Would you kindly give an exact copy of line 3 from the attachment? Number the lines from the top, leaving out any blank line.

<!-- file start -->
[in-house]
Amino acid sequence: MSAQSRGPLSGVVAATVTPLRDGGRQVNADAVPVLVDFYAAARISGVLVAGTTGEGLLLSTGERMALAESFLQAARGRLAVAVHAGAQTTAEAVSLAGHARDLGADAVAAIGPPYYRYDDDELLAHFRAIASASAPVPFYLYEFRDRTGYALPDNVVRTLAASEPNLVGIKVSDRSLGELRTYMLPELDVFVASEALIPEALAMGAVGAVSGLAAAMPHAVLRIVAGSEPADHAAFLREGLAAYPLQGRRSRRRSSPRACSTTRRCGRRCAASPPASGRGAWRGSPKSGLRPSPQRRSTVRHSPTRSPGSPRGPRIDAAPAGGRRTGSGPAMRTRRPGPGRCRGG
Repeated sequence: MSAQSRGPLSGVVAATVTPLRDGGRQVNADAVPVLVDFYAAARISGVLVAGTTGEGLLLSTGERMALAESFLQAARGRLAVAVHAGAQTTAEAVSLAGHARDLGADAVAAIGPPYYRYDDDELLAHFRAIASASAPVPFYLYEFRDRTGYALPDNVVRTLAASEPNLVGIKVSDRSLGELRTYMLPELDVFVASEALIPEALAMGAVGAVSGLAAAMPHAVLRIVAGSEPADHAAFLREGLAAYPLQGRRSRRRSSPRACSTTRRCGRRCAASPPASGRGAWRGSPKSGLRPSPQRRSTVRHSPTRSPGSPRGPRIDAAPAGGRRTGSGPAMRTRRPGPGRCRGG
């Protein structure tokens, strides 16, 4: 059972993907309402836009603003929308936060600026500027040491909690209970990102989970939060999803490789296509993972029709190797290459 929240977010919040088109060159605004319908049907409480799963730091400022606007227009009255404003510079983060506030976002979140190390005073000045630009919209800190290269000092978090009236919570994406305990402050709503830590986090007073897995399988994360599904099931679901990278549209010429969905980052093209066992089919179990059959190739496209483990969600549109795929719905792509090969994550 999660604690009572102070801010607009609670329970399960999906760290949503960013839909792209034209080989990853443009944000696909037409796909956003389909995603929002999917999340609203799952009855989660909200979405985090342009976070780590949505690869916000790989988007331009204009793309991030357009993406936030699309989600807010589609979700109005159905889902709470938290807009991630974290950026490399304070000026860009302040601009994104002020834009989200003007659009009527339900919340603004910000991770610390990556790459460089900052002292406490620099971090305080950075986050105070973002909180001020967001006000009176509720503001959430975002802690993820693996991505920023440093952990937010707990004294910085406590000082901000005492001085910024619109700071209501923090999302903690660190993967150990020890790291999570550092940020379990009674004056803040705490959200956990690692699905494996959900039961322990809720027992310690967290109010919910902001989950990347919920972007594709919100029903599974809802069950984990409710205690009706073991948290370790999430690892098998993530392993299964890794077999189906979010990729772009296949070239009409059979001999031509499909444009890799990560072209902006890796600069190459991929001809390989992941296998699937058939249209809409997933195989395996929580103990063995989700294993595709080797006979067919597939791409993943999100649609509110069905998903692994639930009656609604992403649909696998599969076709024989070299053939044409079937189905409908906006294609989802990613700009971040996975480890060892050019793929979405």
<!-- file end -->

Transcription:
Repeated sequence: MSAQSRGPLSGVVAATVTPLRDGGRQVNADAVPVLVDFYAAARISGVLVAGTTGEGLLLSTGERMALAESFLQAARGRLAVAVHAGAQTTAEAVSLAGHARDLGADAVAAIGPPYYRYDDDELLAHFRAIASASAPVPFYLYEFRDRTGYALPDNVVRTLAASEPNLVGIKVSDRSLGELRTYMLPELDVFVASEALIPEALAMGAVGAVSGLAAAMPHAVLRIVAGSEPADHAAFLREGLAAYPLQGRRSRRRSSPRACSTTRRCGRRCAASPPASGRGAWRGSPKSGLRPSPQRRSTVRHSPTRSPGSPRGPRIDAAPAGGRRTGSGPAMRTRRPGPGRCRGG